University of Tasmania
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An addition to the avifauna of Tasmania

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journal contribution
posted on 2023-11-22, 08:40 authored by William Frederick Petterd
Order: Anseres.
Family: Anatidae Anseranas melanoleuca Latham (female) (The Semipalmated Goose) - The example of this interesting species that I sent as an addition to the Museum collection is that of a young female, probably a first year bird. It was shot on the Lake River, near Cressy, on the 20th inst., and no doubt formed one of a small flock that have lately been observed in the neighbourhood of Launceston. Another specimen was shot on the outskirt of the town, and at about the same time two others were noticed flying at a great height over Invermay, and still another I hear has been simultaneously seen in the vicinity of the township of Westbury, so that there is little doubt that at least five individuals have made their appearance here. In all probability they have been carried away from their distant native haunts by high wind currents of unusual force. The specie belong to a genus peculiar to Australia, containing but a single form whose true home is the eastern portion of the continent, having been recorded from almost every favourable portion, with the exception of the western, the interior, and the extreme north at Cape York. In Victoria and Southern New South Wales it is fast becoming extirpated, and it is now only in the most out-of-the-way and secluded fresh-water lagoons and rivers that it is to be still met with, but in the more northern portion of the latter colony, and in Queensland, it is to be seen in some plenty where a suitable locality exists for its requirements. In the wild and less frequented extreme north of Australia it is very abundant, and forms one of the chief sources of food for the natives.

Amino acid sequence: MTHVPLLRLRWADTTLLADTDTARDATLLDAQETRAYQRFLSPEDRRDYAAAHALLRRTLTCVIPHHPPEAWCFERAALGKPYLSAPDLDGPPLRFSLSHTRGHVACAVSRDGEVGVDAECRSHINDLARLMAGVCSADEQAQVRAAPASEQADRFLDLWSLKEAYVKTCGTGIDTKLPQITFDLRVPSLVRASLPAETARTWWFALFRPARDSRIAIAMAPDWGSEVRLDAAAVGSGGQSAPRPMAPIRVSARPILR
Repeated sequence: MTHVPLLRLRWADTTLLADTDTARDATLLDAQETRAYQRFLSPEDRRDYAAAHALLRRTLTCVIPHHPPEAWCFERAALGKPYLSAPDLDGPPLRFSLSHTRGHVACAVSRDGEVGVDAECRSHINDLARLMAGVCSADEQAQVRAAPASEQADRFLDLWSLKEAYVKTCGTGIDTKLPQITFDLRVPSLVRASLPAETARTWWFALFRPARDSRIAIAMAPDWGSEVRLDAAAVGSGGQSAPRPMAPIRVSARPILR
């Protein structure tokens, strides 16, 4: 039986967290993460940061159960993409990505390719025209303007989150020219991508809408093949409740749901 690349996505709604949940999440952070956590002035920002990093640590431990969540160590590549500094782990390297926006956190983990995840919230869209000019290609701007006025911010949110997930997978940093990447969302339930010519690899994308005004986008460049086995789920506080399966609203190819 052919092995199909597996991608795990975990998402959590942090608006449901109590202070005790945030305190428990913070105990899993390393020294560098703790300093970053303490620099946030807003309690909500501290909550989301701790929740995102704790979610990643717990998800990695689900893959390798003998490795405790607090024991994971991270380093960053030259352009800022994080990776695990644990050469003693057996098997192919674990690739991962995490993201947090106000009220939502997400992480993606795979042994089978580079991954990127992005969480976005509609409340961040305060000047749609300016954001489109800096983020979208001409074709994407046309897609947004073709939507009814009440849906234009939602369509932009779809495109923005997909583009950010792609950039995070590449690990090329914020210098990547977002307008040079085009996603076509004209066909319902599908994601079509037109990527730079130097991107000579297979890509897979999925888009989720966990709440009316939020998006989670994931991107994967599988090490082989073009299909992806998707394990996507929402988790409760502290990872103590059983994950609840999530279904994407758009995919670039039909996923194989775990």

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Papers & Proceedings of the Royal Society of Tasmania



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In 1843 the Horticultural and Botanical Society of Van Diemen's Land was founded and became the Royal Society of Van Diemen's Land for Horticulture, Botany, and the Advancement of Science in 1844. In 1855 its name changed to Royal Society of Tasmania for Horticulture, Botany, and the Advancement of Science. In 1911 the name was shortened to Royal Society of Tasmania..

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